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If a risk event took place - or as one would rather say something really went wrong - there are instantly comments like "Didn't I tell you?" and "I knew that would happen!"

Even if that is not helping quite often those people are right: Looking at the reasons for the losses following an event we note that there had been controls in place that were neglected . There had been risk preventing measures in place that had been disposed of for cost or efficiency reasons. There had been fights on the necessity of backup systems. You know the story for sure. (Please don't start the blowout-preventer discussion …)

Simulation can bring a lot of facts and figures to back up management decisions concerning risks and control measures in a business process . After the short term economic history resulting in the financial crisis many experts realized that the analysis of market and credit risk only is not sufficient - operational risk management is getting suddenly a much higher attention. But operational risk management has something to do with business processes and systems. This is not a natural fit with the methods that have been established on the credit and market risk side. How to judge a risk that is happening somewhere in a business process? Sure it is about impact and probability but how often may such a risk situation take place? What are the threats and vulnerabilities? Are there connections between risks along the process chain? Is a noted measure (control) effectively managing (reducing) the risk values? Is it working preventive or detective? Is it based on samples or checking on every instance of the process? How is it correlated with basic process risk like availability of resources and systems? There is a lot more to operational risk management than simply employing the metrics from credit & market risk.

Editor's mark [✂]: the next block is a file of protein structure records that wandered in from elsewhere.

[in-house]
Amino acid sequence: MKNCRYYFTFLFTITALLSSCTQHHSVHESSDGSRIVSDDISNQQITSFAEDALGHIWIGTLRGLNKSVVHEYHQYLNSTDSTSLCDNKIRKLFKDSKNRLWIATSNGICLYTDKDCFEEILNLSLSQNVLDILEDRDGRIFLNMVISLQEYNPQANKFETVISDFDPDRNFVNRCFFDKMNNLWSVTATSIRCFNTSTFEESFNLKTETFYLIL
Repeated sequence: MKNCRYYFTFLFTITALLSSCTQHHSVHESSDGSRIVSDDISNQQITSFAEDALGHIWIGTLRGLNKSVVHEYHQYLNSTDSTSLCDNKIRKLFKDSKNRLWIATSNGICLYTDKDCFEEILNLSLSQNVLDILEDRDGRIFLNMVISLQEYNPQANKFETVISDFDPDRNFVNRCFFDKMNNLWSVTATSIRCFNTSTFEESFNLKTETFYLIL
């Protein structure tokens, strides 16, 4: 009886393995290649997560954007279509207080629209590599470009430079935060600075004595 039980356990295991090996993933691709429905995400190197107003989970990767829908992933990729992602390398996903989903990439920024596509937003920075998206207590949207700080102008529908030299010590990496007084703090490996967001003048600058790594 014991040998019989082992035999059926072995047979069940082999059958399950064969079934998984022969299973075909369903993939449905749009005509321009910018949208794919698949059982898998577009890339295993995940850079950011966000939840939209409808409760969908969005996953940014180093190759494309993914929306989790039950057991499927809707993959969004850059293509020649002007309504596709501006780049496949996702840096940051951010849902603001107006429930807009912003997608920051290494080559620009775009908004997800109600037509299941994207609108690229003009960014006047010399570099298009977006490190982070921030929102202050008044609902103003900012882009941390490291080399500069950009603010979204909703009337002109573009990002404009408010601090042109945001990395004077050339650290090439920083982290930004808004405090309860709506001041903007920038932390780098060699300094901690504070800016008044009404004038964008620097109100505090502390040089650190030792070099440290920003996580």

Jim Sinur already last year had a point when stating that more than often leaders seem to be surprised when confronted with more extreme conditions and events. I share an opinion with him on how little effective scenario planning and response optimization is conducted in our companies and institutions. Using simulation on your business processes would enable you to dig into that discussion on how to react when things get rough or how to take care that those events do not take place or affect your own business. Today you are even able to refine your analysis with real data on your operative transactions from your core systems. So why neglecting such a lever for sustainable business?

We believe that process risk simulation can give substantial value to those discussions and ensure better balanced decisions. So I'm happy that we are now able to offer our customers  enhanced process risk simulation! Fitting to the upcoming release we therefore asked experts to give you insight into this topic and the new possibilities coming along during the next weeks in our #LoungeTalk series and on

Stay tuned!

Tags: simulation LoungeTalk